The Coulomb-Navier failure criterion is applied to geological faulting in the general three-dimensional case of rocks containing arbitrarily oriented strength anisotropies and subject to non-Andersonian stress systems (i.e. with none of the principal stresses acting in a vertical direction). General expressions for the critical stress difference necessary to cause failure as a function of depth are given in terms of material parameters, pore fluid pressure, orientation of the stress field and orientation of the strength anisotropy. The range of angles between a plane of anisotropy and the maximum principal stress direction, for which slip occurs along the pre-existing anisotropy rather than along a new fault, is calculated as a function of depth for different stress regimes. When the stress field is non-Andersonian and/or strength anisotropies not containing the intermediate stress direction occur in the rock, faulting generally is oblique-slip. A kinematic classification of faulting is given on the basis of the angle between the strike direction and the slip direction on the fault plane. Triangular diagrams, analogous to those used in petrology, are introduced to describe (i) faulting in isotropic rock subject to arbitrarily oriented stress fields, and (ii) faulting in anisotropic rock when one principal stress direction is vertical. The type of faulting as a function of stress field and anisotropy orientation can be read off directly from these diagrams.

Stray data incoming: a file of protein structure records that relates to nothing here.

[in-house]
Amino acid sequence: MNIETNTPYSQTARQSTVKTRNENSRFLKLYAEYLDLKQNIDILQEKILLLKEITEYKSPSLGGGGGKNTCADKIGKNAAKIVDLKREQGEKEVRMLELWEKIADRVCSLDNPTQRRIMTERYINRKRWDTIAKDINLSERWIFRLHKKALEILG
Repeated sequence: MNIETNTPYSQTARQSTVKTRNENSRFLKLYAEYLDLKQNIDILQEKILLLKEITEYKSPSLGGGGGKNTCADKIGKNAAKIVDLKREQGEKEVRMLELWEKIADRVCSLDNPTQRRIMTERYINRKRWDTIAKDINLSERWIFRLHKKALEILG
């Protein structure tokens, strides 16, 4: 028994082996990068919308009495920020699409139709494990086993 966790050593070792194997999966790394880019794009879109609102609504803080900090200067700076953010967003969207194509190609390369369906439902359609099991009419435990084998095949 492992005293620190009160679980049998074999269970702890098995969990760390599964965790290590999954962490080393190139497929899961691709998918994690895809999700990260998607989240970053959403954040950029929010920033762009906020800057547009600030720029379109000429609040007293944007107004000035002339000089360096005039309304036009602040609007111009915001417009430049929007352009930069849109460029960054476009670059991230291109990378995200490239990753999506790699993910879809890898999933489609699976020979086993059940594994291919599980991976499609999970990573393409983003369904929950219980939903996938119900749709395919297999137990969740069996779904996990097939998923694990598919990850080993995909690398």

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Journal Journal of Structural Geology
Yin, Z.-M. (Z. M.), & Ranalli, G. (1992). Critical stress difference, fault orientation and slip direction in anisotropic rocks under non-Andersonian stress systems. Journal of Structural Geology, 14(2), 237–244. doi:10.1016/0191-8141(92)90060-A